“This is a keystone that sits in the middle of all of the controversy that exists right now, and Delta Science Program staff as well as the IEP Lead Scientist were invited to participate since the beginning of the process in April 2013,” he said. “The public water agencies and the environmental interest groups as well as the fish and wildlife agencies have been broadly involved together with the Bay Delta science community as a whole in development of the Delta Science Plan, and everybody saw that as an opportunity to create some pathways to manage scientific conflict, sort out scientific agreements from uncertainties, and ensure the relevance, credibility, and legitimacy of adaptively managing decisions in support of protecting listed species.”
He then turned over the floor to Dr. Connor.
Dr. Valerie Connor, co-chair of the Collaborative Adaptive Management Team
Val Connor began by noting that the Delta Science Program and the IEP Lead Scientist have been integral to the process. “When we go in different directions and we’re trying to figure out which way to go, we can use the Delta Science Plan as our north star, because we are trying to build a credible legitimate and relevant science program, consistent with the plan,” she said.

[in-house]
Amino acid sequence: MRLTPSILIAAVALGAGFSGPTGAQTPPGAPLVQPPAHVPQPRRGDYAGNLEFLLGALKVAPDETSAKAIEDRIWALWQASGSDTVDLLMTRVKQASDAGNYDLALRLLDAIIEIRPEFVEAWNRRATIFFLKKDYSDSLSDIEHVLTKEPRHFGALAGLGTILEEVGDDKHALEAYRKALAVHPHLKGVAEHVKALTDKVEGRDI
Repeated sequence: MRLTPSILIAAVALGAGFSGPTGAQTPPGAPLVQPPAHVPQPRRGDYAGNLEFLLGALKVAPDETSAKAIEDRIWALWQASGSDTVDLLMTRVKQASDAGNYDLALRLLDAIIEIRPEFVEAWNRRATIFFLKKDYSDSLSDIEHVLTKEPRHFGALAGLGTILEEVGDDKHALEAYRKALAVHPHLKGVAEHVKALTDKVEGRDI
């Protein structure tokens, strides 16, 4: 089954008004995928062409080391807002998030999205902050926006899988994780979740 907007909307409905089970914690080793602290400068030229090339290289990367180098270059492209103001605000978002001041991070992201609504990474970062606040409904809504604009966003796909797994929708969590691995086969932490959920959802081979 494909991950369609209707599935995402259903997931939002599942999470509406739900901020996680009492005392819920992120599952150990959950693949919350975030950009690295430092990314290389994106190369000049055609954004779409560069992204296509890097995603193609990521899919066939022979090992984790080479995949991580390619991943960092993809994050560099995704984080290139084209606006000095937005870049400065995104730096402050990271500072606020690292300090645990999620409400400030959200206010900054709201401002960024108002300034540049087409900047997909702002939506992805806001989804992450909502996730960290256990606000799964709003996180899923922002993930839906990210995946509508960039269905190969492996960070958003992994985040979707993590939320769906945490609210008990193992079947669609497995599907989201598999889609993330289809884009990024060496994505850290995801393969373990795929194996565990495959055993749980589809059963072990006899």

First we’ll start with the acronym lesson, Ms. Connor said. “CSAMP is the Collaborative Science and Adaptive Management Program and CAMT is the Collaborative Adaptive Management Team,” she said. “Very simply, our governance structure is set up similar to what’s outlined in the science plan in that we have a policy group made up of agency directors or regional directors as well as general managers of a number of the water agencies and a number of executive directors of the NGOs. They are the ones that are responsible for telling us what are these pressing management areas where decisions need to be made. Then the CAMT itself is high level managers and senior scientists.”